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DD never at home

(49 Posts)
Peebles1 Thu 28-Jan-16 09:03:02

Have posted before but slightly new topic. Since meeting her boyfriend 6 months ago DD has not stayed home for more than two nights in a row. He has his own place. He's a very bad influence but that's not the issue. The issue is this constant staying over at his. We have no leverage. She could move out and live there (she's 17, upper 6th form). But she gets nothing done at his. No college work, no decent night's sleep, no decent food. I can see the appeal - own little escape pad, nearer to friends/college/work etc. But I don't think it's unreasonable to ask her to come home more often. We've discussed her living with him in an adult way but she says she doesn't want to!!!!!! I try to stay detached and balanced and I think I do a lot of the time (eg. lack of college work, constantly being unreliable etc..) but this one thing keeps sending me over the edge and we end up falling out again. Anyone else going through or been through similar?

MrsJayy Thu 28-Jan-16 09:08:10

Do you fund her I am assuming you do I think at 17 and essentially still at school you have parental responsibility for her if she isnt living at home id stop funding her wants to live like an adult she can get a job imo

PennyHasNoSurname Thu 28-Jan-16 09:10:21

Yep. Cut off the cash supply. Id imagine he will fund stuff they do together but if she cant afford stuff then she can bloody well.come back home and concentrate on her schoolwork!

gamerchick Thu 28-Jan-16 09:11:57

I would stop funding her as well. If you don't already then I maybe would tell her since she's obviously moved out you have plans for her room and see what she says.

But ultimately there is little you can do. I had long gone by that age.

LaurieFairyCake Thu 28-Jan-16 09:20:48

Does she have a plan for after college? Is she going to uni?

You can check with college if she is turning up too. I have one exactly the same age and I fretted about her not doing the work - the reality is that she does all her work in college (everything in on time, everything C or above) but does nothing at all out of it. Never missed a lesson, study group, tutor group.

She has a job out of college instead. Probably no different to a boyfriend time wise.

So I'd start with checking if the works being done, if she's attending every lesson.

If not I'd cut the financials. The contract with 'life' is no one pays you to sit on your arse- so go to college or have no money (and beans on toast at home). I don't find arse sitters grin

LaurieFairyCake Thu 28-Jan-16 09:21:27

fund arse sitters

MrsJayy Thu 28-Jan-16 09:26:53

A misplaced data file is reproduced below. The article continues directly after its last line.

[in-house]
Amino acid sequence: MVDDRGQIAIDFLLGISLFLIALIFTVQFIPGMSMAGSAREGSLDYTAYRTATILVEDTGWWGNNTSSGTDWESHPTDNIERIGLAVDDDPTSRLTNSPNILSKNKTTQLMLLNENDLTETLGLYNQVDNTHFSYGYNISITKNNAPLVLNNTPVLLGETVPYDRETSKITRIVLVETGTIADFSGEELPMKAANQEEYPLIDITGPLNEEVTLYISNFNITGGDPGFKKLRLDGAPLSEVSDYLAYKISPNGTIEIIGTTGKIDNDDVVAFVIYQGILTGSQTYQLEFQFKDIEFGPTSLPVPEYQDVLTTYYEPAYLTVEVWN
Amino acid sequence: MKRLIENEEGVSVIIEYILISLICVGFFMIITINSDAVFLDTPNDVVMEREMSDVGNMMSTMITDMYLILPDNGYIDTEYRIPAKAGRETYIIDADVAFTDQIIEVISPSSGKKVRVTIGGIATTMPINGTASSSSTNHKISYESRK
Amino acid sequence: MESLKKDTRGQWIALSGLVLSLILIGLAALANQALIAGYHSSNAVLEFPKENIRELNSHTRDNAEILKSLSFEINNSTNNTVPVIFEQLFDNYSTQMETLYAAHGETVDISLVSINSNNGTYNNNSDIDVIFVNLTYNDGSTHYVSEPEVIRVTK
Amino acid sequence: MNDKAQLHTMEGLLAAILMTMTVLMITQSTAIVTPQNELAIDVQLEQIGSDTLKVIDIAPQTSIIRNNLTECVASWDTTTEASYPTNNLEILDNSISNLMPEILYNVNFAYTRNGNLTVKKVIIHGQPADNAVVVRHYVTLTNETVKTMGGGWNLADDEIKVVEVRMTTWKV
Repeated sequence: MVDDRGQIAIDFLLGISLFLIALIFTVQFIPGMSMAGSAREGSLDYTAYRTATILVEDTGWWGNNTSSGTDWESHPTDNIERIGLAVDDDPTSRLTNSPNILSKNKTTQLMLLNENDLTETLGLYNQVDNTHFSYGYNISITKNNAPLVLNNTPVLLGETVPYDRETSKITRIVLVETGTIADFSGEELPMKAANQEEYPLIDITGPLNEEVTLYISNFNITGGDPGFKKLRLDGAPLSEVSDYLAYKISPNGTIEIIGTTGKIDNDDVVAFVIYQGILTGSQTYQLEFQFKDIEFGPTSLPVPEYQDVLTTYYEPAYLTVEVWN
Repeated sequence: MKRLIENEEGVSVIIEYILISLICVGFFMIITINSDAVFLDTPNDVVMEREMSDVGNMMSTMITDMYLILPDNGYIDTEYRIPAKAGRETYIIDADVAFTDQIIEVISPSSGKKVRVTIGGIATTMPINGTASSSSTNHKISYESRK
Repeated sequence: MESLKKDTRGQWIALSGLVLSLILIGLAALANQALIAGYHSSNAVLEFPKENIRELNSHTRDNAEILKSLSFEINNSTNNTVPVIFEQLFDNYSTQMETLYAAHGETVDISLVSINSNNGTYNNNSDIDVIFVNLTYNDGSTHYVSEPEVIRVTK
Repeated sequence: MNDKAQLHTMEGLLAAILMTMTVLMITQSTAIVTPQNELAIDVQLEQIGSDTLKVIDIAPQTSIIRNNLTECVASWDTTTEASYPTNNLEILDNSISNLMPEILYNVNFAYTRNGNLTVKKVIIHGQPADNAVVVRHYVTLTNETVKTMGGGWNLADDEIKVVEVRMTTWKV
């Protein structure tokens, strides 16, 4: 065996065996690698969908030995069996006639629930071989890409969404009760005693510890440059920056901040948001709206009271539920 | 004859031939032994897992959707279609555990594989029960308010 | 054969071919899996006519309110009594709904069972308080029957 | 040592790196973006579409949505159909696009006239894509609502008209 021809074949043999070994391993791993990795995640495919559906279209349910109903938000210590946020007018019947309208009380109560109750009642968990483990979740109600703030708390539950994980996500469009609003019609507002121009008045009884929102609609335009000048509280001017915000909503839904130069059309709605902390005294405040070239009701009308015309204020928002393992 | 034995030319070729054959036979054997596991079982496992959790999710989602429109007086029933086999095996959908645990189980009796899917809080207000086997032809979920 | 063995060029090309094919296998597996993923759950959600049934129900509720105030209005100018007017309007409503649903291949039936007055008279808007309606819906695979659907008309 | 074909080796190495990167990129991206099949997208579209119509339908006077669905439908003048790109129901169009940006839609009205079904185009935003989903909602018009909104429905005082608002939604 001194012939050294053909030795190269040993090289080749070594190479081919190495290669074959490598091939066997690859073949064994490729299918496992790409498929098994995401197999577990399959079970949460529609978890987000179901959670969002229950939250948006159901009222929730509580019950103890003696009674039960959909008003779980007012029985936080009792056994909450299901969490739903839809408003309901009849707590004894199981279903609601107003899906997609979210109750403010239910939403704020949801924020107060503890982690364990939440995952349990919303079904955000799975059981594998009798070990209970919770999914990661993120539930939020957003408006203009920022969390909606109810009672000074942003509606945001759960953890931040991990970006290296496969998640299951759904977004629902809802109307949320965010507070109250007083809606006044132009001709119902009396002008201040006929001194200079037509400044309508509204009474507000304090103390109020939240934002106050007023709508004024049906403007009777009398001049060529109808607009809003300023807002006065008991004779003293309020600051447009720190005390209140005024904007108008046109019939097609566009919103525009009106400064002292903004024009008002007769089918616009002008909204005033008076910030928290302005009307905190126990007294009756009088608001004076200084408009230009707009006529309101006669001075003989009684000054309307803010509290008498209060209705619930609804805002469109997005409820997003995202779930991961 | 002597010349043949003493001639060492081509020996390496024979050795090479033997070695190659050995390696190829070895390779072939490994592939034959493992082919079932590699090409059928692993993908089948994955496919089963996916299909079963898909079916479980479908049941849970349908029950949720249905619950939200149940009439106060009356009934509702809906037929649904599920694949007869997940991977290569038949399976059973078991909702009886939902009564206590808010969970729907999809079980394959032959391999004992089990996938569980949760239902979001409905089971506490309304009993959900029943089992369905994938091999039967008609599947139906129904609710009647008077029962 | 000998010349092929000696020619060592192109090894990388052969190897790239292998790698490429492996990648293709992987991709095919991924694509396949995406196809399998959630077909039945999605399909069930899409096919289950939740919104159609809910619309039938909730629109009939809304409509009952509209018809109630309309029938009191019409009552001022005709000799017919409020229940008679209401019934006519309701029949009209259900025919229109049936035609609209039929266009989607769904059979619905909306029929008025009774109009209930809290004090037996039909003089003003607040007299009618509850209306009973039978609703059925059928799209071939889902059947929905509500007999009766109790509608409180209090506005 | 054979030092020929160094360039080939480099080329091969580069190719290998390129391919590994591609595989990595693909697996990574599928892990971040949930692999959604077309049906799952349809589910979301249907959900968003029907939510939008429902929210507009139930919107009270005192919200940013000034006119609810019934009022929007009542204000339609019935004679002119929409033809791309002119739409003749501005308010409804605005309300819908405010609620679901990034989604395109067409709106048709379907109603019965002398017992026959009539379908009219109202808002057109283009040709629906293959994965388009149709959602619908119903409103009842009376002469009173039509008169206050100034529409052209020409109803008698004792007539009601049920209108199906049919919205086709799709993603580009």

Arse sitters [grin

Peebles1 Thu 28-Jan-16 09:27:32

Yeah I thought the funding issue would come up. She has a PT job. We give her a small amount (£10 a week) and have insured her car. I appreciate what you're all saying, but she would still manage financially I think. She'd work more (so college would suffer) and yes he pays for stuff. She wouldn't be able to insure the car, but it's insured till November anyway. Re: checking with college, we're in constant communication! Her attendance is awful and grades well below her potential. She's slightly improved with this recently. She missed a lot of school coz of anxiety issues, but a lot better now. I get what you're saying about being more hard line but I think all that would achieve is her moving out completely and us having no relationship with her at all.

Peebles1 Thu 28-Jan-16 09:29:03

Sorry Laurie didn't answer your question. She's applied to uni but hasn't totally decided whether to go or not.

MrsJayy Thu 28-Jan-16 09:29:53

What do you want to happen ? Do you want her home or do you want her to buck up and if she bucked up you would be ok with her at the boyfriends

Peebles1 Thu 28-Jan-16 09:33:14

Mrsjay Well in an ideal world I want her home, buckling down to work and the boyfriend completely out of the picture (as I said, he's a bad influence). I suppose yes, if she upped the anti at college I would put up with her being away from home a bit more. But would still be sad as I like to see her - it's not all about making her do work. But in my head the two are linked: being at his equals no work.

MrsJayy Thu 28-Jan-16 09:37:06

I have had 2 17yr olds and I would be upset as well if mine were faffing like this its about respect I think for herself and you and she is swanning about doing what she likes will the college chuck her out if she isnt going or putting the work in?

MsMims Thu 28-Jan-16 09:38:08

Would you be willing to let her bring him to stay with her, so she gets more into the habit of being at home and can't use wanting to see him as an excuse?